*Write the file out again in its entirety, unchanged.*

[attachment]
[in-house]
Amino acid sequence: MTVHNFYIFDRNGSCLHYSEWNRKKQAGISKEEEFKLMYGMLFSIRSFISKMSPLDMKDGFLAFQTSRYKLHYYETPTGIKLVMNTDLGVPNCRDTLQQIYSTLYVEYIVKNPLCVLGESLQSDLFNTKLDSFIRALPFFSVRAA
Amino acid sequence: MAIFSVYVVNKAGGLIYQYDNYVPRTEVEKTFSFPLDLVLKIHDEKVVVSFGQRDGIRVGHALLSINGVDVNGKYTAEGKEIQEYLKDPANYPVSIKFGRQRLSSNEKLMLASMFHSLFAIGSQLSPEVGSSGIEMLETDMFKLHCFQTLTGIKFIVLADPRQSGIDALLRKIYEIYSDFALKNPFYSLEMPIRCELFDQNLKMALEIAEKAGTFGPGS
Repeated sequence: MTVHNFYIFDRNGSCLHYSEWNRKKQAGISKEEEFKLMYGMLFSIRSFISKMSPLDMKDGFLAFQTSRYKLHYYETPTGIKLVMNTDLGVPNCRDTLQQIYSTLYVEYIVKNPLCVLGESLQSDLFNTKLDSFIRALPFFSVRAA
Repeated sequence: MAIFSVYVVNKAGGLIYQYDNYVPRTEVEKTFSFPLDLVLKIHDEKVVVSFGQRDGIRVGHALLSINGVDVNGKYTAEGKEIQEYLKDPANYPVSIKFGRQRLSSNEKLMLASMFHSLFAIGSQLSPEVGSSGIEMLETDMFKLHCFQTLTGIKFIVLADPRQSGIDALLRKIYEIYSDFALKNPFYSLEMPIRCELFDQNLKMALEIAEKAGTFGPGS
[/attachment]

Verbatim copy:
[in-house]
Amino acid sequence: MTVHNFYIFDRNGSCLHYSEWNRKKQAGISKEEEFKLMYGMLFSIRSFISKMSPLDMKDGFLAFQTSRYKLHYYETPTGIKLVMNTDLGVPNCRDTLQQIYSTLYVEYIVKNPLCVLGESLQSDLFNTKLDSFIRALPFFSVRAA
Amino acid sequence: MAIFSVYVVNKAGGLIYQYDNYVPRTEVEKTFSFPLDLVLKIHDEKVVVSFGQRDGIRVGHALLSINGVDVNGKYTAEGKEIQEYLKDPANYPVSIKFGRQRLSSNEKLMLASMFHSLFAIGSQLSPEVGSSGIEMLETDMFKLHCFQTLTGIKFIVLADPRQSGIDALLRKIYEIYSDFALKNPFYSLEMPIRCELFDQNLKMALEIAEKAGTFGPGS
Repeated sequence: MTVHNFYIFDRNGSCLHYSEWNRKKQAGISKEEEFKLMYGMLFSIRSFISKMSPLDMKDGFLAFQTSRYKLHYYETPTGIKLVMNTDLGVPNCRDTLQQIYSTLYVEYIVKNPLCVLGESLQSDLFNTKLDSFIRALPFFSVRAA
Repeated sequence: MAIFSVYVVNKAGGLIYQYDNYVPRTEVEKTFSFPLDLVLKIHDEKVVVSFGQRDGIRVGHALLSINGVDVNGKYTAEGKEIQEYLKDPANYPVSIKFGRQRLSSNEKLMLASMFHSLFAIGSQLSPEVGSSGIEMLETDMFKLHCFQTLTGIKFIVLADPRQSGIDALLRKIYEIYSDFALKNPFYSLEMPIRCELFDQNLKMALEIAEKAGTFGPGS